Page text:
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Exactly. And more importantly, sponsorship to the community. We have to build a proper economy around the monetisation of ERPNext development skills. There’s clearly a gap between the development of user-specific apps and their generic, frappe-ready equivalent that can be deployed into ERPNext. Let’s create a market where people can create branches of these solutions that are cleaned up to scale the necessarily high vetting process and let sponsors who really want to see that functionality get into Frappe, pay for that cleaning up. Let’s add a rating mechanism to that site so that Frappe can prioritize their adoption of these functionalities based on how many likes they get relative to others in their category. Basically, let’s create a market place for custom apps with a route to adoption into the core. Of course, Frappe Tech would also need to respect the licenses on these apps.

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I believe the difficulty of: contributing to ERPNext on the community side and approving the contributions on Frappe/Maintainers side is linked to ERPNext philosophy of everything in core. Obviously, when something breaks, everyone is affected

While it has a lot of merits, I think it has been taken to the extreme to the point that it is becoming a bottleneck. There are a lot of things that should be in the core and many others which should not. A school should not need to update when the hotel room booking feature is updated. Expecially that they may need to pay someone to do it.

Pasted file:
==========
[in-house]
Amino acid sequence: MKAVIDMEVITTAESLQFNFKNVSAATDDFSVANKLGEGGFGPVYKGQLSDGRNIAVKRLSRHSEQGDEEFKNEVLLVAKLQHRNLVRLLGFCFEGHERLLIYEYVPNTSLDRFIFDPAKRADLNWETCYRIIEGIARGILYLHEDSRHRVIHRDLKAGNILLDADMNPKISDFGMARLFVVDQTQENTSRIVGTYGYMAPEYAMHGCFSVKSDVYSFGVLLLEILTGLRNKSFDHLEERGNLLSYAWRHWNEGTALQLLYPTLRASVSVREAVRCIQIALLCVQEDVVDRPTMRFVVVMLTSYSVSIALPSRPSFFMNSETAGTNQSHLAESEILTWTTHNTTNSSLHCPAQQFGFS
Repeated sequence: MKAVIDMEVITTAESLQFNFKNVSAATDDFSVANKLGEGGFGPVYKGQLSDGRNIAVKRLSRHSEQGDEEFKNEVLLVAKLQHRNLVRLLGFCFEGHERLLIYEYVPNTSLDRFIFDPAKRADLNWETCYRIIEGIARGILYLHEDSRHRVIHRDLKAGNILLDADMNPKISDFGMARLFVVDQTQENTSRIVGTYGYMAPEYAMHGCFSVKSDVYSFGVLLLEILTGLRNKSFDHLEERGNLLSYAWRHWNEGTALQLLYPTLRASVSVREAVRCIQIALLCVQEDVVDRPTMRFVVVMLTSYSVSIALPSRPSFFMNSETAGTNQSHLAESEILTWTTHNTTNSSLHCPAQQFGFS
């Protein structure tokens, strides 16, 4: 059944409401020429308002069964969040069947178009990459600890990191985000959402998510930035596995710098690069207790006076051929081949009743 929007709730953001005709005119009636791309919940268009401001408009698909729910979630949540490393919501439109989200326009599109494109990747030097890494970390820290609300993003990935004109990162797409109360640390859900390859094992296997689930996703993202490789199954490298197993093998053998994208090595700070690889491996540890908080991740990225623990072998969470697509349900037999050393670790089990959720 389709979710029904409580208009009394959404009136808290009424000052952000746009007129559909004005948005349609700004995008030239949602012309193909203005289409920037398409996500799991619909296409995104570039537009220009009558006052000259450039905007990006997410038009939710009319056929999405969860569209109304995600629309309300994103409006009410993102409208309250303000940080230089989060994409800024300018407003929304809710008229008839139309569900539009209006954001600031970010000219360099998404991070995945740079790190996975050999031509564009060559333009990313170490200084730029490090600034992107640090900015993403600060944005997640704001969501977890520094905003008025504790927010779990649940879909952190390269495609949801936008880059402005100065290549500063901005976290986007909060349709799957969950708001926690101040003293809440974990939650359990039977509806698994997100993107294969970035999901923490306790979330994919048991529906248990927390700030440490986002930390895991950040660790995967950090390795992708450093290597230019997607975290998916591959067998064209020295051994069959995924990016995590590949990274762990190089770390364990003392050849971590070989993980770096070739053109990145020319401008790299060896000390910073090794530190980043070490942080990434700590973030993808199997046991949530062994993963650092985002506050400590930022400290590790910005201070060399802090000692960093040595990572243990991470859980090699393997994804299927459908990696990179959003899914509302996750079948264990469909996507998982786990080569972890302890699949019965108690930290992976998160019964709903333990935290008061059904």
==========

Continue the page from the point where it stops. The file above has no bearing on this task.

To me a middle ground approach would easy contribution: the core which has features everyone needs and where contributions are very strict and domain specific apps/domain more accessible to the community.

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Does anyone here use Drupal? Its architecture and history remind me a lot of Frappe/ERPNext, and I wonder if it wouldn’t provide some ideas for how the community here might move forward.

Over the last ten years, they’ve had many very similar conversations about monolithic design, and they’ve found some innovative ways to strike a good balance between coherent design and flexibility. They have a similar organizational history as well, combining a diverse community with an active founder corp. The revenue models are also very similar.

Their approach to modules, in particular, seems to navigate a lot of the very real dilemmas described in this thread. A lot, I think, could be applied here.

Custom apps, here we go.

I would also like to pay for available apps, in-case you guys make the Marketplace open to that :slight_smile:

1 Like